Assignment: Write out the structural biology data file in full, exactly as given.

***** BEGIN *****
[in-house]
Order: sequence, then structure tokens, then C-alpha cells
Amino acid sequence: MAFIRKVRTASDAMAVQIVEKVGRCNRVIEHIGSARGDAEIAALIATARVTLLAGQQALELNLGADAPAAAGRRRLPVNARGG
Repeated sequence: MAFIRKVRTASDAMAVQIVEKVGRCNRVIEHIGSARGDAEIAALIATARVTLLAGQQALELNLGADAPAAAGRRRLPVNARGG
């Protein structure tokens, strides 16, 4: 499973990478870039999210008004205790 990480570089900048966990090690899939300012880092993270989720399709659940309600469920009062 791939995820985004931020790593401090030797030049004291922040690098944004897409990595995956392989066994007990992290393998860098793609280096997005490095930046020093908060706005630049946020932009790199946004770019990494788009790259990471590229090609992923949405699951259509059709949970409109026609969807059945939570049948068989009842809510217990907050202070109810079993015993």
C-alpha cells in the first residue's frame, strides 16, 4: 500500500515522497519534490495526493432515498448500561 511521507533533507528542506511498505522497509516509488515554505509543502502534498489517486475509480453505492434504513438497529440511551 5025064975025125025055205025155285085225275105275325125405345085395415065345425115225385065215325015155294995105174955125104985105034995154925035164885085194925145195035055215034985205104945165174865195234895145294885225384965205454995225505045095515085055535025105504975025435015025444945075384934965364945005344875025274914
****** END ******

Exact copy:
[in-house]
Order: sequence, then structure tokens, then C-alpha cells
Amino acid sequence: MAFIRKVRTASDAMAVQIVEKVGRCNRVIEHIGSARGDAEIAALIATARVTLLAGQQALELNLGADAPAAAGRRRLPVNARGG
Repeated sequence: MAFIRKVRTASDAMAVQIVEKVGRCNRVIEHIGSARGDAEIAALIATARVTLLAGQQALELNLGADAPAAAGRRRLPVNARGG
């Protein structure tokens, strides 16, 4: 499973990478870039999210008004205790 990480570089900048966990090690899939300012880092993270989720399709659940309600469920009062 791939995820985004931020790593401090030797030049004291922040690098944004897409990595995956392989066994007990992290393998860098793609280096997005490095930046020093908060706005630049946020932009790199946004770019990494788009790259990471590229090609992923949405699951259509059709949970409109026609969807059945939570049948068989009842809510217990907050202070109810079993015993």
C-alpha cells in the first residue's frame, strides 16, 4: 500500500515522497519534490495526493432515498448500561 511521507533533507528542506511498505522497509516509488515554505509543502502534498489517486475509480453505492434504513438497529440511551 5025064975025125025055205025155285085225275105275325125405345085395415065345425115225385065215325015155294995105174955125104985105034995154925035164885085194925145195035055215034985205104945165174865195234895145294885225384965205454995225505045095515085055535025105504975025435015025444945075384934965364945005344875025274914